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Title: Foes, ghosts, and faces in the water : self-reflexivity in postwar fiction
Author: Dean, Andrew
Awarding Body: University of Oxford
Current Institution: University of Oxford
Date of Award: 2017
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This thesis examines the nature and value of metafictional practices in the careers of postwar novelists. Discussions of metafiction have been central to accounts of postwar literature. Where debates in the 1980s and 1990s about metafiction tended to make claims about its distinctive political and theoretical power, recent work in the study of institutions has folded metafiction into the routine operation of the literary field, and attacked previous claims to distinctive value. In this thesis I both historicize self-reflexive literary practices in the literary field, an element largely absent from the earlier scholarship, and present historically determinate claims about the value of these practices, an element I suggest is missing from the more recent work. To do so, I turn to the study of autobiography, specifically Philippe Lejeune's concept of 'autobiographical space.' In the first chapter, I explore how J. M. Coetzee develops academic literary criticism in his fiction. In the second chapter, I examine how Janet Frame responds to both the demands of a national literature and biographical inquiry into her life. In the third chapter, I address how Philip Roth handles the relationship between the politics of identity and the postwar novel. Self-reflexive practices, I show throughout, are ways of writing that were encouraged by particular formations in the literary field and were handled by writers through more or less explicit treatments of autobiographical space. I argue, though, that while these practices can be remarkably inventive, they carry no guarantees for political, theoretical, or aesthetic value.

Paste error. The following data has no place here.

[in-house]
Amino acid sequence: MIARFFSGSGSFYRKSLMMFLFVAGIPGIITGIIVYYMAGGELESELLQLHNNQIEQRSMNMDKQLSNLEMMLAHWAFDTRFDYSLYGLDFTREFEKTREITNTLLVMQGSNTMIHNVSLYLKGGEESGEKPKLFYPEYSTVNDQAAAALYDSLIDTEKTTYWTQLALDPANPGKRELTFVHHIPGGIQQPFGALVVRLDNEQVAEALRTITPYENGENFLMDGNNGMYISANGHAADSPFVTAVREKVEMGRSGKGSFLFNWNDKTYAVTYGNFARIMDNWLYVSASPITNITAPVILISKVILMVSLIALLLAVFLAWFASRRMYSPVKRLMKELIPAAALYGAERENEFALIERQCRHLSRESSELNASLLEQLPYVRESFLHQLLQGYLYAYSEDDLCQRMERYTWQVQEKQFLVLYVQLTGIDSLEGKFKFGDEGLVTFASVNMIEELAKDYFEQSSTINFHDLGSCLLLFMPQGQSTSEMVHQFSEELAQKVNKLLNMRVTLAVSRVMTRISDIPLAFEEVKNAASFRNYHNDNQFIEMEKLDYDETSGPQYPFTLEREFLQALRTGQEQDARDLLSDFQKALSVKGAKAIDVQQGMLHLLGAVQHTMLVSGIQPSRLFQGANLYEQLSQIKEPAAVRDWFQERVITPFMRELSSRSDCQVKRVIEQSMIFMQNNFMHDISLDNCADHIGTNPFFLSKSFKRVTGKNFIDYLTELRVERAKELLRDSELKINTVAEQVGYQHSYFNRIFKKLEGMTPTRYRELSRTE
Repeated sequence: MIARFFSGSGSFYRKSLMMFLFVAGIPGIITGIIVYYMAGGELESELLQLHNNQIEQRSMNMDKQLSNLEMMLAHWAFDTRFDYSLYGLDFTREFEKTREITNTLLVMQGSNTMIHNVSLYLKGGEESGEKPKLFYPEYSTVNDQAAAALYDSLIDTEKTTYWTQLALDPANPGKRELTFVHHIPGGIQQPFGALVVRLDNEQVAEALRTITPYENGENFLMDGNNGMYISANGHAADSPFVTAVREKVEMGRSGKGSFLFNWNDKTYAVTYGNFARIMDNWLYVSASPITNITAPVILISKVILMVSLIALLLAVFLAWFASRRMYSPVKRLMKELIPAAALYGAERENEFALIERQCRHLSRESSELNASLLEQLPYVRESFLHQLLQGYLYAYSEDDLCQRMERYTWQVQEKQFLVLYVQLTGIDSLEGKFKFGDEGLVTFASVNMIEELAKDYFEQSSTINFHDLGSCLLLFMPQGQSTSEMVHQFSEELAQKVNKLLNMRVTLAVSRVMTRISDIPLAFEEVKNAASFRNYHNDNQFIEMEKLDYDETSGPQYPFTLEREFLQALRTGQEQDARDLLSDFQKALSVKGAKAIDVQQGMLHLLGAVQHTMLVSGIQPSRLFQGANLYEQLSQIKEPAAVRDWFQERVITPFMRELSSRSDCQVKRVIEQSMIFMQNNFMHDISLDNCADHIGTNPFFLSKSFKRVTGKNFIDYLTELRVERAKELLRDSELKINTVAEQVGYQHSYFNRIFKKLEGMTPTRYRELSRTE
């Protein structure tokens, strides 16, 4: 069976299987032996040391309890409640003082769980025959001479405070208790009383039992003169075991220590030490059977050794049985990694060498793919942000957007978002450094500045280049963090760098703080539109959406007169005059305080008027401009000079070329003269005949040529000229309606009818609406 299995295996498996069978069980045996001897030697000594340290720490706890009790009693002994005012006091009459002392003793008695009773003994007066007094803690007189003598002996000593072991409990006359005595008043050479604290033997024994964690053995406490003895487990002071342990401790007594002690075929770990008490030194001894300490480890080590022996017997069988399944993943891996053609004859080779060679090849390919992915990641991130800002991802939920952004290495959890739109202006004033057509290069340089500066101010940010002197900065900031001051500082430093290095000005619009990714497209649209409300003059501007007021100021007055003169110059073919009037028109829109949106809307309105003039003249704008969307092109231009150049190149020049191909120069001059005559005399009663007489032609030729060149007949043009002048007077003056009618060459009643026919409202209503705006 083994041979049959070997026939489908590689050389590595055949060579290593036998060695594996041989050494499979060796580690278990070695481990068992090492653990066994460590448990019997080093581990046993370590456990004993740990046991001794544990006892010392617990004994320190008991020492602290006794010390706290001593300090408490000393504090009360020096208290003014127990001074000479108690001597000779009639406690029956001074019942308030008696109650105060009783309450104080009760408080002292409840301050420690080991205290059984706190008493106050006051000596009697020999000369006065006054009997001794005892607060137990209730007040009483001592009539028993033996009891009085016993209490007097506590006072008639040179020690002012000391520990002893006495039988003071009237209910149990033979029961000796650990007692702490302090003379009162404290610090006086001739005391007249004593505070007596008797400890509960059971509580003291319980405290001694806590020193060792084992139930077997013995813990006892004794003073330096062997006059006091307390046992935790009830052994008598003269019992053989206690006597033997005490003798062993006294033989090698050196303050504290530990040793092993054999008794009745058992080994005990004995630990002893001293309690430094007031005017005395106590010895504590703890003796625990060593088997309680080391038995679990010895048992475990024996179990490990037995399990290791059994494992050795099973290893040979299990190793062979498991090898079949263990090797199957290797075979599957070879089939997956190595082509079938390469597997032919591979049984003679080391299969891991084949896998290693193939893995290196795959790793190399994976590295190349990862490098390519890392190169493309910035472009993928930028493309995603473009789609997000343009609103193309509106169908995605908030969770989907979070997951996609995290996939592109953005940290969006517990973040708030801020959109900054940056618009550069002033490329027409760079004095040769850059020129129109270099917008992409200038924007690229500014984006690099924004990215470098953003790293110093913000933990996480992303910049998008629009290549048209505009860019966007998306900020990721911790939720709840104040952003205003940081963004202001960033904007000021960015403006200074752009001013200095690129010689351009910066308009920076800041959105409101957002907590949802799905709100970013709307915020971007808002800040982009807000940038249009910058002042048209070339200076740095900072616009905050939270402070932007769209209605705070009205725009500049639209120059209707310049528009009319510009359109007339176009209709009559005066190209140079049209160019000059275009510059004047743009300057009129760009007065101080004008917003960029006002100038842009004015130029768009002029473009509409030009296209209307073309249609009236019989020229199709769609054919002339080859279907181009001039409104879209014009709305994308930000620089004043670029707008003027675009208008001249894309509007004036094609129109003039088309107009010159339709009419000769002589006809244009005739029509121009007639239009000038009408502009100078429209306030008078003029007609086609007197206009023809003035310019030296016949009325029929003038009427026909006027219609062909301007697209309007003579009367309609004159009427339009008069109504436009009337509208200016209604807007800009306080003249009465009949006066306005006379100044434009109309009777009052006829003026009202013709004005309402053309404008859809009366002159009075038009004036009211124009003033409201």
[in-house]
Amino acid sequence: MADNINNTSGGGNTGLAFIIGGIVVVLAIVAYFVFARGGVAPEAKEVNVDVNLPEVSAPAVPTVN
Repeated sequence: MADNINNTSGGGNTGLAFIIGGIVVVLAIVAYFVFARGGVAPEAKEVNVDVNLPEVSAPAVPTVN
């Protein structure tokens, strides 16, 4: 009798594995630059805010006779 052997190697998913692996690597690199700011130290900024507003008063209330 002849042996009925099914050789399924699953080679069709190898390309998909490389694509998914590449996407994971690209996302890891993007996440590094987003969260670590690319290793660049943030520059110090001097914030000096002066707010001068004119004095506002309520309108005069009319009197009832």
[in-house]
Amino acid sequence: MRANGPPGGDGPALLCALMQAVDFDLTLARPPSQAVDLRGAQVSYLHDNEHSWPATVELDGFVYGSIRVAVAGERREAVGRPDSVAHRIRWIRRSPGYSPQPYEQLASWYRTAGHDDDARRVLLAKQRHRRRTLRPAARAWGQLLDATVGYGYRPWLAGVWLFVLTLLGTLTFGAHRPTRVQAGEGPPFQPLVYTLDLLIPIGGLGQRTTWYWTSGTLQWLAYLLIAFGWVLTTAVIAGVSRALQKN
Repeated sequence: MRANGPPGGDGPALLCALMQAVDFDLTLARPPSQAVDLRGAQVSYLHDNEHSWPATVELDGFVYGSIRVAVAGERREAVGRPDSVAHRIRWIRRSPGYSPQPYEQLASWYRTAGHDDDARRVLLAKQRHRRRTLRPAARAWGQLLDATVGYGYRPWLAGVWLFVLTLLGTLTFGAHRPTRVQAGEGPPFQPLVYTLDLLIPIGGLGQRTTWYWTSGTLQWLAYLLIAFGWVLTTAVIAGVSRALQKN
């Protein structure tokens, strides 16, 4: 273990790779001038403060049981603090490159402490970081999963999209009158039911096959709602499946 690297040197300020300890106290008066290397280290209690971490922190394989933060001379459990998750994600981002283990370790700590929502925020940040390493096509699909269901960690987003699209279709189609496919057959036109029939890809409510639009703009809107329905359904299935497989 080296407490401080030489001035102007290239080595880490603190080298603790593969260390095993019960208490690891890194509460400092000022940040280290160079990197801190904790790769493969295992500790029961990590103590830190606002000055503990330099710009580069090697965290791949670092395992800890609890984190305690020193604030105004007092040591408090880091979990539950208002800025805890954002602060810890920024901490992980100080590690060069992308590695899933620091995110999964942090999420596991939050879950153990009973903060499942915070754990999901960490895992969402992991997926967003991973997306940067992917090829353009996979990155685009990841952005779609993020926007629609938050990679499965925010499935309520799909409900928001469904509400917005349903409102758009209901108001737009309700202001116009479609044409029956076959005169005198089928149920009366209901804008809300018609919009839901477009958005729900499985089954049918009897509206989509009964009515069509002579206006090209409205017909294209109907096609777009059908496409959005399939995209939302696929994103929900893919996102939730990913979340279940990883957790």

Supervisor: Hayes, Patrick Sponsor: Rhodes Trust
Qualification Name: Thesis (Ph.D.) Qualification Level: Doctoral
EThOS ID:  DOI: Not available
Keywords: English literature ; Postcolonial Literature ; J.M. Coetzee ; Literary Theory ; Philip Roth ; American Literature ; New Zealand Literature ; Metafiction ; South African Literature ; Janet Frame